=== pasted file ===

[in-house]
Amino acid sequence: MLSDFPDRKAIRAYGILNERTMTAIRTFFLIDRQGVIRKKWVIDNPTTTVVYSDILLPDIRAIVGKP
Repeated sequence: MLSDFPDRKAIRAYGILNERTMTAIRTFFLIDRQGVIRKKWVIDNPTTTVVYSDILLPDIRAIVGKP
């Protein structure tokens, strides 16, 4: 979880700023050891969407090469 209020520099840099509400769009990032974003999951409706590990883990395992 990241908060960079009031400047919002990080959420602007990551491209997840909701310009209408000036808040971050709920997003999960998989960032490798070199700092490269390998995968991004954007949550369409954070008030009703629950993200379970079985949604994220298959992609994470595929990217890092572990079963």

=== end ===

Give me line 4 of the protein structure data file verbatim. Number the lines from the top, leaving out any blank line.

């Protein structure tokens, strides 16, 4: 979880700023050891969407090469 209020520099840099509400769009990032974003999951409706590990883990395992 990241908060960079009031400047919002990080959420602007990551491209997840909701310009209408000036808040971050709920997003999960998989960032490798070199700092490269390998995968991004954007949550369409954070008030009703629950993200379970079985949604994220298959992609994470595929990217890092572990079963």